To review or not to review

30 October 2011

‘Just ignore the reviews, darling...’ It’s easy enough to say. But show me an author who doesn’t read reviews. Of course reviews are important. Reviews are hugely important – at least, good reviews are, particularly for a first novel.
The problem is that a first novel’s chances of a review in newsprint are pretty damn slim, unless you‘re related to the literary editor of Milady’s Boudoir or were at school with the books editor of the Market Snodsbury Weekly Advertiser. Even then, crime fiction is something the mainstream press, proper newspapers, look down their very long noses at and if you’re really lucky, it’ll be a 50-word mention in a roundup of the latest crime releases.
Blogs are where the reviews are and Frozen Out (Frozen Assets west of the big pond) has managed to get some genuinely excellent reviews. I’m truly grateful to these people who wallow in crime fiction and produce some very insightful reviews that really are useful to potential readers.
On the other hand, there have been a few stinkers... One reviewer (on Amazon) clearly hated the book and dished out, with bad grace, a single star. He also admitted that he’d only got 40% through it, so it’s debatable just how valid that review might be, but the solitary star rankles.
I’ve written plenty of reviews myself, (in print, for the day job). One editor I worked for recommended writing half a dozen book reviews in an afternoon on the basis of the publisher’s blurb plus the intro and the the last few pages of a book, but I tend to take this a bit seriously and do like to actually read the book I’m reviewing. It seems only fair. Someone has put heart and soul into producing a piece of work that may have taken years, so I could never bring myself to slam a book just because I’d had a bad day. In fact, I think I only ever produced one stinker of a review, which was when a respected and surprisingly entertaining textbook had been revamped and republished with a snazzy cover, but with all the best bits stuff taken out and an amateurish additional chapter haphazardly tacked on the end by way of updating it. Strangely, that was the last time that particular (who shall remain nameless) publisher sent me anything to review. On the other hand, it may be because I simply couldn’t bring myself to wade through some of the bowel-churningly dull books they used to send and couldn't find it in myself to bash out a review based on the blurb and the introduction.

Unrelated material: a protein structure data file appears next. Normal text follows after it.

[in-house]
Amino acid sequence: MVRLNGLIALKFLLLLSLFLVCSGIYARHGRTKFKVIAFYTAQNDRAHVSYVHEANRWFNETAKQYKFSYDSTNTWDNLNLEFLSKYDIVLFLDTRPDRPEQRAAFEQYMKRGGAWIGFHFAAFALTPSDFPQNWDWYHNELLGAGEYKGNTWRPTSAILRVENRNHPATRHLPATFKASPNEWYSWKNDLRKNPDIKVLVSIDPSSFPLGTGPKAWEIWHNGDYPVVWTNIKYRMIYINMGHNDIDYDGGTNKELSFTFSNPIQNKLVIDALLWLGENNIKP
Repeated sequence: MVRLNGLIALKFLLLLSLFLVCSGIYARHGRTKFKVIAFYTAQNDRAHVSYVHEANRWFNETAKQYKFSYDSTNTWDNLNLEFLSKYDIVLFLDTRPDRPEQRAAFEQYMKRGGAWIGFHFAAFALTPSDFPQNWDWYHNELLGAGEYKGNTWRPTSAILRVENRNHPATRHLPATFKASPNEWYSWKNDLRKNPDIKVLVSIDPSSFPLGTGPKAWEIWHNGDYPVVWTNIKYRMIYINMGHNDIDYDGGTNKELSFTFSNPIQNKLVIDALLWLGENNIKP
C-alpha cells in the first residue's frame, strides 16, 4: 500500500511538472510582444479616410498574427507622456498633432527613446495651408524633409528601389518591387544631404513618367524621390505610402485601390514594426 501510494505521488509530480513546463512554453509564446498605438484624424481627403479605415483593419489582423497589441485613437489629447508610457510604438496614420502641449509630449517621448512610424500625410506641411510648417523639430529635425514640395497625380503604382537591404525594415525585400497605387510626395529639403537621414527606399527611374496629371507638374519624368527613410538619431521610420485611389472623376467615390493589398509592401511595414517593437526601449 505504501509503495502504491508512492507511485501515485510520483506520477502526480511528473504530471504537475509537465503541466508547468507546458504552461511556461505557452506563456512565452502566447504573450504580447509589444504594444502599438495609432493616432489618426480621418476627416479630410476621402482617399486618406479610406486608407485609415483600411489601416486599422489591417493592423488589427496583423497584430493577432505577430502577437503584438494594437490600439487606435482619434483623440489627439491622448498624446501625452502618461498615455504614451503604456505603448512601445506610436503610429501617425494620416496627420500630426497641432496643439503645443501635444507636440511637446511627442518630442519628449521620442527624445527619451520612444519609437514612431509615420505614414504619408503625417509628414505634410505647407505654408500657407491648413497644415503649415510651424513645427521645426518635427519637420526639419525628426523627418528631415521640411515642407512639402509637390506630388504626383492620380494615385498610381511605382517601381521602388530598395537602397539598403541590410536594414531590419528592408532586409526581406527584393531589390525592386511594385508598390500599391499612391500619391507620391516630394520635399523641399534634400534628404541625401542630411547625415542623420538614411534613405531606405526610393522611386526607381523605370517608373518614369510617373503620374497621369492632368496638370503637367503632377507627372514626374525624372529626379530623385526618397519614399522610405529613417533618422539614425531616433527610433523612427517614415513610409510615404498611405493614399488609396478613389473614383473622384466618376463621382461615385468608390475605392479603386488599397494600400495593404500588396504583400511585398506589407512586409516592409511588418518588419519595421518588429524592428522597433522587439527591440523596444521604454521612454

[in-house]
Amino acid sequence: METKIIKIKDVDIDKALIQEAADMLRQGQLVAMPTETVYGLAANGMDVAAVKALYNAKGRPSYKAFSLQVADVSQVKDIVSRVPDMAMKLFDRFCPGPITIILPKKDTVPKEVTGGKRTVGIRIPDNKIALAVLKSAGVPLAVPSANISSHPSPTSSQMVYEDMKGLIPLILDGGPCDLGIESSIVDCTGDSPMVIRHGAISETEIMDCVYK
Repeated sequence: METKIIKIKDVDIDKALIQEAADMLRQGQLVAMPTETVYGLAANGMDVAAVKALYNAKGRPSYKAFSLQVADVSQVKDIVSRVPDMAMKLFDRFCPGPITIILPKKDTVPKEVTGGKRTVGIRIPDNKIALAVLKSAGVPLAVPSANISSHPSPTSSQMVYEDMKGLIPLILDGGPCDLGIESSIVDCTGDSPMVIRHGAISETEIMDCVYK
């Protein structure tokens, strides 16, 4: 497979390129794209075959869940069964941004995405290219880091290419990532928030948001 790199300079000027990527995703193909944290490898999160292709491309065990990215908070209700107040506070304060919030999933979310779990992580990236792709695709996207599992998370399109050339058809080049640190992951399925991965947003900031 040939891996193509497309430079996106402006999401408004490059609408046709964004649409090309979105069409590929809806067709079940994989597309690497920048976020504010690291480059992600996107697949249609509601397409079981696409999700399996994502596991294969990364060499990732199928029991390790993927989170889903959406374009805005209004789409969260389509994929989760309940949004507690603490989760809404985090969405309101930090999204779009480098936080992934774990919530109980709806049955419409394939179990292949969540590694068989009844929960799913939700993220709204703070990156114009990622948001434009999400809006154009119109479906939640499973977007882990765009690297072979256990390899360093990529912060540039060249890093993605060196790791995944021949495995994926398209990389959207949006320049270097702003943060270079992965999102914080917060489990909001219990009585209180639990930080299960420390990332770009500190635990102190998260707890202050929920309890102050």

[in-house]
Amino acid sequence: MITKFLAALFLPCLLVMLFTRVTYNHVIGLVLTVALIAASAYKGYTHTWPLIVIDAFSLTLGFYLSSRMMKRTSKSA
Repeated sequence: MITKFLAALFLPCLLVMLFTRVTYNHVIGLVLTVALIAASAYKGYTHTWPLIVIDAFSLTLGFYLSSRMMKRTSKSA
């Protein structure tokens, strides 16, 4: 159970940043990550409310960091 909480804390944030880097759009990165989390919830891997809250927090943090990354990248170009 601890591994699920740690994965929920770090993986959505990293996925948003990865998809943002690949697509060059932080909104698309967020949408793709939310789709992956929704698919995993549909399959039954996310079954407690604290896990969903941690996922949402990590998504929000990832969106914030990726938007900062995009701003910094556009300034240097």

On one memorable occasion I managed to a wangle a Hitch-Hiker’s Guide to the Galaxy reference into a surprisingly bright and interesting take on modern fisheries management, but that’s another story.
But will you find me reviewing other crime writers’ work here or anywhere else? No. Absolutely not. It’s too close to home. It’s a small world and it’s too easy – unwittingly or otherwise – to upset someone who can respond too easily with a boot in the dangly bits, and it’s too easy to give a friend a blinding 5-star review and then find yourself accused of the heinous crime of logrolling.
So just take the rough with the smooth. If most of the reviews are consistently terrible, it may be time to look carefully under the hood. If the majority are favourable, that’s great. Working on the principle that you can’t fool all of the people all of the time, there’ll always be someone who doesn’t like your work, and that’s something that just has to be put down to human nature and people’s diverse tastes.
It’s part of the territory. You have to accept that some people won’t like your book, but unfortunately, instead of just chucking it aside and moving on (in the 40% guy’s case, maybe...) to something simpler, there’s a need to bray about how they’ve been short-changed with a lousy book. You can’t not read the reviews, but they sometimes need to be taken with hefty pinches of salt.

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